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Your simple guide to e-Signatures

March 22, 2019

Electronic signatures (e-signatures) are becoming more and more common as the reach of financial institutions grows beyond traditional, geography-based markets.  In this kind of environment, having products and procedures that require in-person validation puts Credit Unions on the back foot when it comes to what they can offer potential borrowers, or even potential members.

eIDAS, the EU regulation on electronic identification, defines an electronic signature as “data in electronic form which is attached to or logically associated with other data in electronic form and which is used by the signatory to sign.” eIDAS also repeals Directive 1999/93/EC, which means that there's no need to spend time implementing it into a country’s legal systems - regulation is binding directly.

Basic (sometimes called Standard) e-signatures
These e-signatures have low compliance requirements, and naturally a much lower legal standing than other forms of e-signatures. A basic or standard signature can be something as simple as writing your name under an email - there’s no way to track or verify where the signature has come from, or if it’s even a real signature. Users do not need to be registered to anything, and their identities do not need to be validated before offering their signature on a document - the fraud and money laundering risks associated with basic signatures is exponential, and, as such, Credit Unions need to ensure they don’t become part of their regular process.

Advanced e-signatures
At Wellington IT, we use Advanced e-signatures within cuOnline+. According to Article 25 (1) of the eIDAS regulation, an advanced electronic signature shall "not be denied legal effect and admissibility as evidence in legal proceedings". Gaining an advanced trust level requires much more scrutiny than a basic signature.

There are four requirements used to determine if an implementation has met the requirements for Advanced e-signatures:

  • Be uniquely linked to the signatory
  • Be capable of identifying the signatory
  • Created using electronic signature creation data that the signatory can, with a high level of confidence, use other their control
  • Linked to the data signed in such a way that any subsequent change in the data is detectable

An advanced e-signature comes with a unique identifier that links to the person signing - this signature key is only accessible by this person, meaning not even a service provider can replicate it, as well as the guarantee that a document has not been modified since signing. Article 26 of eIDAS provides more specific requirements for advanced electronic signatures. These signatures are also much easier to identify due to the way they store data, with even a simple PDF reader being able to validate them. Going forward, advanced signatures are expected to be the most commonly used in financial institutions throughout the EU.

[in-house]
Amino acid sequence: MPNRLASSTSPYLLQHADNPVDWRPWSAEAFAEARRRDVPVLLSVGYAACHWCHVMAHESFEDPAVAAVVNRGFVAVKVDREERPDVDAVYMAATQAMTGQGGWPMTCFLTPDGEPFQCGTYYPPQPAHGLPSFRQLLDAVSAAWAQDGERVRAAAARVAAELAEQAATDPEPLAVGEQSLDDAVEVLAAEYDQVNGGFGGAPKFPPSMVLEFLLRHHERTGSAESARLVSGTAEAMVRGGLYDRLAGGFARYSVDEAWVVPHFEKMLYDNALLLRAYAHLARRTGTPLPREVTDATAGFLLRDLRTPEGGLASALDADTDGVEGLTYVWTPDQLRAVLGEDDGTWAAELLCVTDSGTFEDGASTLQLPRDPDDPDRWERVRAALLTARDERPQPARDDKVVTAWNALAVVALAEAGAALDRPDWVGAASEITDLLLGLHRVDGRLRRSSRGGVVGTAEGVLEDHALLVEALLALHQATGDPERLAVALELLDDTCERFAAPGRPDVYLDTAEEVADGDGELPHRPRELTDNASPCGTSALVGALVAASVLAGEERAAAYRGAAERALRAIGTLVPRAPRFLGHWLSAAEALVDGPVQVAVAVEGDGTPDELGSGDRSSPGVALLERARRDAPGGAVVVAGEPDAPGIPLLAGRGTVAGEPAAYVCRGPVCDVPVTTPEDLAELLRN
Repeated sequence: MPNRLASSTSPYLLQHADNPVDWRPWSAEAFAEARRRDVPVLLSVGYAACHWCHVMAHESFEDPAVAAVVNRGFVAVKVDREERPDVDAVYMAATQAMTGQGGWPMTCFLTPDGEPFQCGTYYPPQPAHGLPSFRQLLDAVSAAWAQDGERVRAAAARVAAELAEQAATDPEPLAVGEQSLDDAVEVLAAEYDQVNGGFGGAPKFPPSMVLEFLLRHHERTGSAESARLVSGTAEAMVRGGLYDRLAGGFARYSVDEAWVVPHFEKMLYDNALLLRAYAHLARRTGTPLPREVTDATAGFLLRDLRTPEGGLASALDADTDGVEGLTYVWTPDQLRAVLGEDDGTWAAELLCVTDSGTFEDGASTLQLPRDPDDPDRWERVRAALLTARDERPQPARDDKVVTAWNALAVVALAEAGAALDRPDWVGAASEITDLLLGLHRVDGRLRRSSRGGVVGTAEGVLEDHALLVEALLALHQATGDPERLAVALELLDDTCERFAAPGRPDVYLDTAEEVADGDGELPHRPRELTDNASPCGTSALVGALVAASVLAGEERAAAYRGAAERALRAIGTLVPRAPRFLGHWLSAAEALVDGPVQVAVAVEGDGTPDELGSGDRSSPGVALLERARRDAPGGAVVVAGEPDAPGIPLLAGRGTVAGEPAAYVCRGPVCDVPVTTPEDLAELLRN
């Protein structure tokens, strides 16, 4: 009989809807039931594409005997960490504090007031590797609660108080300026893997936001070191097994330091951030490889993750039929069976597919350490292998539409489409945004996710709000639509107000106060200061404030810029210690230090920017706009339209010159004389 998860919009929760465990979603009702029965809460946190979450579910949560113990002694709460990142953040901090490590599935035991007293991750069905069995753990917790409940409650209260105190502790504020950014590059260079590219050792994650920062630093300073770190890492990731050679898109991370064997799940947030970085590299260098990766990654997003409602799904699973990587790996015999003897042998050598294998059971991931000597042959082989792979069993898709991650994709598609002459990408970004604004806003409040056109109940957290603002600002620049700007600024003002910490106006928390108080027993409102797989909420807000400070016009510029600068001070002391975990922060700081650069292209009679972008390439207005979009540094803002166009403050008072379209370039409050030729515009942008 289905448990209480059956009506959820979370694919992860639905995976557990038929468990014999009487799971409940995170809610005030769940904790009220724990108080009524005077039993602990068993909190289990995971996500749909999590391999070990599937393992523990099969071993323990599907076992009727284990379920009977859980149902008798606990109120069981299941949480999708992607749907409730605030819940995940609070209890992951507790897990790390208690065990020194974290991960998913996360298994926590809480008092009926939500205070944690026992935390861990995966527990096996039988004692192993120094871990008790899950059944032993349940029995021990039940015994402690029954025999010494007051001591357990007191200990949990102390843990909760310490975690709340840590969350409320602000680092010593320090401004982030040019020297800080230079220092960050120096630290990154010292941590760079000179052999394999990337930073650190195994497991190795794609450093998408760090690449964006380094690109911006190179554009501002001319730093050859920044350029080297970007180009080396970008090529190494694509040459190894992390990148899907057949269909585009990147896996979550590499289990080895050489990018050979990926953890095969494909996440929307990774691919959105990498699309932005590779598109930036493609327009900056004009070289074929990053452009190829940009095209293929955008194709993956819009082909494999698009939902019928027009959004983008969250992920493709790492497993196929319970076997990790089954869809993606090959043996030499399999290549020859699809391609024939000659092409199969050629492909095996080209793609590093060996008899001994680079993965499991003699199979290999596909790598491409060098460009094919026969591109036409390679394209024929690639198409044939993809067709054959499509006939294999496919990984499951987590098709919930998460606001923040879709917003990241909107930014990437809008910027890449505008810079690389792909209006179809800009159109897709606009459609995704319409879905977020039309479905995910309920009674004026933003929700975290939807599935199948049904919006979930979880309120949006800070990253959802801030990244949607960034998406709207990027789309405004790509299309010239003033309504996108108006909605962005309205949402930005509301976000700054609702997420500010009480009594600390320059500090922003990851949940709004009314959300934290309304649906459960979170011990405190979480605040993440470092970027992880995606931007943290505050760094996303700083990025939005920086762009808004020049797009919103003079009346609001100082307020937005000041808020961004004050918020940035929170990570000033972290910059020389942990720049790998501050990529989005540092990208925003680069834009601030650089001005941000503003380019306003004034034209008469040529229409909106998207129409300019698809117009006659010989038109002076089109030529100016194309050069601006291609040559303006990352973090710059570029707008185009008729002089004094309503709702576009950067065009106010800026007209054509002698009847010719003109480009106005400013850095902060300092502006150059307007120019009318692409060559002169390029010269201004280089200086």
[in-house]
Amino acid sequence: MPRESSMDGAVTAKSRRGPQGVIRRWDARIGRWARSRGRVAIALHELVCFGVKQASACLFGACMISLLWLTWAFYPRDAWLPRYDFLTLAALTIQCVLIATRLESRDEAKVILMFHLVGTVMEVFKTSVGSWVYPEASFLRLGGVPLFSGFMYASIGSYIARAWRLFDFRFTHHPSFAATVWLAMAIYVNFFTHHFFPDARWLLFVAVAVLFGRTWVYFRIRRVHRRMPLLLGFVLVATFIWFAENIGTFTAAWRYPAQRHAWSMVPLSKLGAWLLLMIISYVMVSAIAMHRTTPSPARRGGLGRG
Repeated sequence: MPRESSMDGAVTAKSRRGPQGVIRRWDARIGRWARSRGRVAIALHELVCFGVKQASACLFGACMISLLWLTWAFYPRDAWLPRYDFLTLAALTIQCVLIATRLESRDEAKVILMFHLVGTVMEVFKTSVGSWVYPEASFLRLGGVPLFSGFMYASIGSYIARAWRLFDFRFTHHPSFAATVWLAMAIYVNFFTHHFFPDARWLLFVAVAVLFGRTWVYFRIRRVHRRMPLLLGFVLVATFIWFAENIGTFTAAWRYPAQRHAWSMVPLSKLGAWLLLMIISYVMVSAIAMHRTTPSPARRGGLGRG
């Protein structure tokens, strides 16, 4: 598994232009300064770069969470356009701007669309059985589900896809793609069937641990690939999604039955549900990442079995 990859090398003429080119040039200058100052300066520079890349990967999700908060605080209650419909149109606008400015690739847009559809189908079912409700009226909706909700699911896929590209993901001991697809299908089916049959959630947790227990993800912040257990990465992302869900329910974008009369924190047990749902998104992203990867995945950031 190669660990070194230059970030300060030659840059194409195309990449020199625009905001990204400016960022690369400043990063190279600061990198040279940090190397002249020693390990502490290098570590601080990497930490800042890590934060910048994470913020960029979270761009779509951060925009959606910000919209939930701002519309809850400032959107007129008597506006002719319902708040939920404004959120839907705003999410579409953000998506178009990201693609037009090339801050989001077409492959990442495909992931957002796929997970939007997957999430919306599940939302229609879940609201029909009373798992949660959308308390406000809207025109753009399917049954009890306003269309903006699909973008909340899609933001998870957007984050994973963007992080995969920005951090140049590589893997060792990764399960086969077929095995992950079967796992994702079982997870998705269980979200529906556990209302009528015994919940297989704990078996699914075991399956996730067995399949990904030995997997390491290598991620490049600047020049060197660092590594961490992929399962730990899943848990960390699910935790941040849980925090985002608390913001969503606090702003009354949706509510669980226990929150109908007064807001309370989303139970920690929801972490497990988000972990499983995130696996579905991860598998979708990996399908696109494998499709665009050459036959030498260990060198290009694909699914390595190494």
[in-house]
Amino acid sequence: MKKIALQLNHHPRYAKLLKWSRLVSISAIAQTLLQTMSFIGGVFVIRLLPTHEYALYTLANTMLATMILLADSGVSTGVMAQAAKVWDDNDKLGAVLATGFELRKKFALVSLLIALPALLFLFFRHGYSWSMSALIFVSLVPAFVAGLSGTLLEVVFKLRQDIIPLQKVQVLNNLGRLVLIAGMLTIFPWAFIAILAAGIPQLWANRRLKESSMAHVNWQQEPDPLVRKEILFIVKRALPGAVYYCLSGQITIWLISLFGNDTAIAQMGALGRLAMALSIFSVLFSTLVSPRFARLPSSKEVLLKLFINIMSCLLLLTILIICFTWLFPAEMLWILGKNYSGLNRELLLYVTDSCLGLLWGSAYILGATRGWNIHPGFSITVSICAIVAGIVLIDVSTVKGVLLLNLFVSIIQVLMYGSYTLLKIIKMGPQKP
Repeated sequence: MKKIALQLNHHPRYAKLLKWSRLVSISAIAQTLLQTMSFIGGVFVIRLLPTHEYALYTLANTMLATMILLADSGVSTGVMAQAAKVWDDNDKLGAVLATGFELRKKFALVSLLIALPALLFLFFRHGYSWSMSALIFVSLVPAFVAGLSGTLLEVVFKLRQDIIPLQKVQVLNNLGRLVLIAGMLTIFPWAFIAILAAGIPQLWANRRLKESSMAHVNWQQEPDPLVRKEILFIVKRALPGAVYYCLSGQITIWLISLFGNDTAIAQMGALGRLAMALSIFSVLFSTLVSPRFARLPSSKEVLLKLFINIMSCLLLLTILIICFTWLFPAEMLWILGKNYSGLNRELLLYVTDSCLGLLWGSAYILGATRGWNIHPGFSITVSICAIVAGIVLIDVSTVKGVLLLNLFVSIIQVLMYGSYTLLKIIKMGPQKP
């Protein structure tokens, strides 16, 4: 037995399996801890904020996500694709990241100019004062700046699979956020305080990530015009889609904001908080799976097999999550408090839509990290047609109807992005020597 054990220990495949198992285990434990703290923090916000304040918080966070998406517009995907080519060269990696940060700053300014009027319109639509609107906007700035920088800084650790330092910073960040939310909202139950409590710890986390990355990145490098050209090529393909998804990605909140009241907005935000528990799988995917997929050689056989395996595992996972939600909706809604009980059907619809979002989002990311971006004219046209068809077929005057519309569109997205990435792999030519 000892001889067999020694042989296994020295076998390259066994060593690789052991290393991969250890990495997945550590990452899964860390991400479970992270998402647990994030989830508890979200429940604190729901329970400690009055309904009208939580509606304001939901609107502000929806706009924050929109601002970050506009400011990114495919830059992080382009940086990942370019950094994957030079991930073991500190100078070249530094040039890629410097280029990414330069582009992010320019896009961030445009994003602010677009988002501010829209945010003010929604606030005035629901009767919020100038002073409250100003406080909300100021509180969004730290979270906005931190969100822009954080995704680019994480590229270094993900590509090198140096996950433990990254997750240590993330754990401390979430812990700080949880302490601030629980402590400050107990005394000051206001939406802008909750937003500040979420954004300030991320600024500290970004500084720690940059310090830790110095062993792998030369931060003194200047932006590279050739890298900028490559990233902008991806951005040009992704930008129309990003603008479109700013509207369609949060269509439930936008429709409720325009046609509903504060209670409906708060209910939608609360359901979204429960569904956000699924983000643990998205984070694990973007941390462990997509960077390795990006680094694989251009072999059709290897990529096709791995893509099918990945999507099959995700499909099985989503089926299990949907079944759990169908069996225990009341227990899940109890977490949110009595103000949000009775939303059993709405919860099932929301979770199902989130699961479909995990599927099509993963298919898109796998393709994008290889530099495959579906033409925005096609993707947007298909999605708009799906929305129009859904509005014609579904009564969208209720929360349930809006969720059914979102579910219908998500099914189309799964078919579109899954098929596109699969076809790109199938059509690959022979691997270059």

E-signatures are only as secure as the business processes and technology used to create them. High value transactions need more secure signatures, balanced against the required detail and cost to ensure the system remains viable. With Credit Unions pushing to expand what they can offer to members, both in terms of the number and value of services in the coming years, it’s important to take the necessary steps now to protect your Credit Union in the future.

If you want to find out more about how e-signatures can improve your member services, get in touch.  

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Disclaimer: This article is available for educational purposes only, as well as to give you general information and a general understanding of the law, not to provide legal advice. This article is not legal advice. You should not act upon this information without seeking advice from a lawyer licensed in your own state or jurisdiction. Your use of the article is at your own risk. The materials presented in the article may not reflect the most current legal developments, verdicts or settlements. These materials may be changed, improved, or updated without notice. Wellington Computer Systems LTD is shall not be responsible for any errors or omissions in the content of this site or for damages arising from the use or performance of this article under any circumstances.